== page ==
Open reduction was performed using a tourniquet under regional/general anaesthesia. The fracture was reduced using the volar Henry approach, and proper
restoration of the articular surface and bony fragments was established by scopy. After obtaining the correct position, the broken radial styloid was fixed using Kirschner wires, and a 2.4 mm volar anatomical locking plate was fixated (Hippocrates, Izmir, Turkey). A short arm splint was used until the sutures were removed two weeks after surgery. After the sutures were removed and splinted out, wrist and finger exercises were started im-mediately. Wrist strengthening exercises were started in 4–6 weeks.
Clinical, radiological and functional evaluations were conducted during the last follow-up appointment. Radiological values for radial height, radial inclination, radial volar tilt and ulnar variance were measured by a single surgeon according to the radiological key points described by Medoff . The Stewart scoring form was used to evaluate the radiological results. Flexion-exten-sion, pronation-supination was measured using with a goniometer. Grip strength was measured using a Jamar dynamometer (model SH 5001, Saehan Corporation, Masan, South Korea). Clinical results were evaluated according to the Mayo wrist system.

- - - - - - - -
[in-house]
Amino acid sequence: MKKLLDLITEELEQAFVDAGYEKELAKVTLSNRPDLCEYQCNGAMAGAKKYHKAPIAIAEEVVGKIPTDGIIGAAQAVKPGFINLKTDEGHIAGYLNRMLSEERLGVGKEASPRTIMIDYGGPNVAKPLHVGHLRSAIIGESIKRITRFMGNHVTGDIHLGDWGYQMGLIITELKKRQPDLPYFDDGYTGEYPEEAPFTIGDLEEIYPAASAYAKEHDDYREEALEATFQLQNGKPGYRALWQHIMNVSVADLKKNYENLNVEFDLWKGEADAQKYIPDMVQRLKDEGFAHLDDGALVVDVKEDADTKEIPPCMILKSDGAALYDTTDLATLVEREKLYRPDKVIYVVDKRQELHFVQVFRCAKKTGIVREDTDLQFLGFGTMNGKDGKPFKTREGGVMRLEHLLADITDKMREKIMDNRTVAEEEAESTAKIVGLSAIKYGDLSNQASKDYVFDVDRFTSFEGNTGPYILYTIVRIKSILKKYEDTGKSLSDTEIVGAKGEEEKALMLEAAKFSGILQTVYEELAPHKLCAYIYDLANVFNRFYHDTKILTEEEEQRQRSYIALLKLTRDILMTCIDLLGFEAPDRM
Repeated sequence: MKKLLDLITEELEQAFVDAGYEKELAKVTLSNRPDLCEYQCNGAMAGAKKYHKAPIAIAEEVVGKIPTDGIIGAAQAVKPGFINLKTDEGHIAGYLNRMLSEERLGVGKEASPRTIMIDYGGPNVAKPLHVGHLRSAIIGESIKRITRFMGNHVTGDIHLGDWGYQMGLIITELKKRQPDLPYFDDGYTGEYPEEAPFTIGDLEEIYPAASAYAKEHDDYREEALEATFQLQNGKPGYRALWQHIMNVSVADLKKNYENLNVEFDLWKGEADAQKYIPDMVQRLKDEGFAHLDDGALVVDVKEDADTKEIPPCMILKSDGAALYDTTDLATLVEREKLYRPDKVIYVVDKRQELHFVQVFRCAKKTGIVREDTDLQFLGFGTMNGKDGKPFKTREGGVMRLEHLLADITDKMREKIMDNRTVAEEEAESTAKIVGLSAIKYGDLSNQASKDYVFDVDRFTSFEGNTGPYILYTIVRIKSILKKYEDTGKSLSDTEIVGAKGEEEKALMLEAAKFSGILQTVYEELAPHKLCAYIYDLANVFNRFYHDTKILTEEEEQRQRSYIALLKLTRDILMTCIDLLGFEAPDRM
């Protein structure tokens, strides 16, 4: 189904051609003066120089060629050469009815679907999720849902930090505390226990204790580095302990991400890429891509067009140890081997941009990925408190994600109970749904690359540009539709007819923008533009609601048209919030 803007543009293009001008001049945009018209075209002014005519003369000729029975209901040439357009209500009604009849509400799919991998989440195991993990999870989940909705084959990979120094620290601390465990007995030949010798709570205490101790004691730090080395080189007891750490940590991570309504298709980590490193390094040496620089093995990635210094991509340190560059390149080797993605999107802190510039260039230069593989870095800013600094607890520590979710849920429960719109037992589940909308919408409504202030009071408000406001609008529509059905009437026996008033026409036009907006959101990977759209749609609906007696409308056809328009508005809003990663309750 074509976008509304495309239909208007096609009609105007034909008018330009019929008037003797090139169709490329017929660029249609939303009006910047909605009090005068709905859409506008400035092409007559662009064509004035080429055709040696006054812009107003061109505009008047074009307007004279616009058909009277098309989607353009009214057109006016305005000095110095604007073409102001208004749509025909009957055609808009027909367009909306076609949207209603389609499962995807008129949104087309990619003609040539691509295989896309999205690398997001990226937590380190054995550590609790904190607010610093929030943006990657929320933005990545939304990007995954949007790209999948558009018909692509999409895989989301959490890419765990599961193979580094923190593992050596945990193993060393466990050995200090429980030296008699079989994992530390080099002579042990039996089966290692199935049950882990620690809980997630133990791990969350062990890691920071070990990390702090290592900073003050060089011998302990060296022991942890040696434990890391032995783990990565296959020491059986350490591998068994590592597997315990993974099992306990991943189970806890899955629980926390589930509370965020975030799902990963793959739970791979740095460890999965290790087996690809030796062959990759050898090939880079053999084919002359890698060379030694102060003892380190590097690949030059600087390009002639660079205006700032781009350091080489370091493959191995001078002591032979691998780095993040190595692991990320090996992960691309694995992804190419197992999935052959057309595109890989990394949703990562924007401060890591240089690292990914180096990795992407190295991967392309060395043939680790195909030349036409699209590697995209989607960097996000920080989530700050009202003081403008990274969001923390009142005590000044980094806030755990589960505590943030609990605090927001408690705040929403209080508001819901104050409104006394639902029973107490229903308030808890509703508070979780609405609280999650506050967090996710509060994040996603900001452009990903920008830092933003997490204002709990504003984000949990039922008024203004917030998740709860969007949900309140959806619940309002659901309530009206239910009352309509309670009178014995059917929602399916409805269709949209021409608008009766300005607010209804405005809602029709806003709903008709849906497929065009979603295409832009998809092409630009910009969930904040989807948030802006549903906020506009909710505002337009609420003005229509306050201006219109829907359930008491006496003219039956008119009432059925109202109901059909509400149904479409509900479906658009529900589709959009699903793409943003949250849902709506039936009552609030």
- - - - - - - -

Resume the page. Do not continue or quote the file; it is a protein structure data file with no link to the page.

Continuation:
The Kolmogorov-Smirnov and Shapiro-Wilk tests were used for the distribution of the data. Age, Stew-art score, Mayo wrist score, grip strength, range of motion measurement and radiological measurement values were evaluated using the Mann-Whitney U and Kruskal-Wallis tests. In all tests, p < 0.05 was consid-ered statistically significant. (IBM SPSS Statistics 19, SPSS inc., an IBM Co., Somers, NY).
than the surgically repaired wrist to a statistically signif-icant degree; this is presented in Table 2.
Preoperative first admission x-rays were compared radiologically with final follow-up x-rays. Statistically significant differences were found in all radiological parameters, and the radiological mean evaluations are presented in Table 3.
According to the Stewart score, the results of 16 (27%) patients were excellent, 36 (60%) were good and eight (13%) were moderate. The distribution of the Stewart radiological assessment according to AO fracture types is shown in Table 4.